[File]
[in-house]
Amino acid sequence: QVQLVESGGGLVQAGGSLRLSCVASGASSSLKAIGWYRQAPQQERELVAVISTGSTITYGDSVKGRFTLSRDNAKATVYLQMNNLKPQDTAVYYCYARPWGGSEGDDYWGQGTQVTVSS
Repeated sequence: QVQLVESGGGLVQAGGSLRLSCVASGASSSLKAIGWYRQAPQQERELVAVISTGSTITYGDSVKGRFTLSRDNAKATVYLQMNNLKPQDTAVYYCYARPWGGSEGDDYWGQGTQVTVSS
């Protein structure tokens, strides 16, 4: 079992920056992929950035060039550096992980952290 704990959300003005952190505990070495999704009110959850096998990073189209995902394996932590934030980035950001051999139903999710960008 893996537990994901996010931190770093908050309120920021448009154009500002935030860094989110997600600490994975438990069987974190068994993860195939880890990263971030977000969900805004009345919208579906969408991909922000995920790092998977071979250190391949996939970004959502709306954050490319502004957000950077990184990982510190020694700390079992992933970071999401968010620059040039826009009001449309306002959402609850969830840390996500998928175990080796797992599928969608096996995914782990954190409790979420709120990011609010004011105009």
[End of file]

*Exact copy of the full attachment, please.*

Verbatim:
[in-house]
Amino acid sequence: QVQLVESGGGLVQAGGSLRLSCVASGASSSLKAIGWYRQAPQQERELVAVISTGSTITYGDSVKGRFTLSRDNAKATVYLQMNNLKPQDTAVYYCYARPWGGSEGDDYWGQGTQVTVSS
Repeated sequence: QVQLVESGGGLVQAGGSLRLSCVASGASSSLKAIGWYRQAPQQERELVAVISTGSTITYGDSVKGRFTLSRDNAKATVYLQMNNLKPQDTAVYYCYARPWGGSEGDDYWGQGTQVTVSS
């Protein structure tokens, strides 16, 4: 079992920056992929950035060039550096992980952290 704990959300003005952190505990070495999704009110959850096998990073189209995902394996932590934030980035950001051999139903999710960008 893996537990994901996010931190770093908050309120920021448009154009500002935030860094989110997600600490994975438990069987974190068994993860195939880890990263971030977000969900805004009345919208579906969408991909922000995920790092998977071979250190391949996939970004959502709306954050490319502004957000950077990184990982510190020694700390079992992933970071999401968010620059040039826009009001449309306002959402609850969830840390996500998928175990080796797992599928969608096996995914782990954190409790979420709120990011609010004011105009």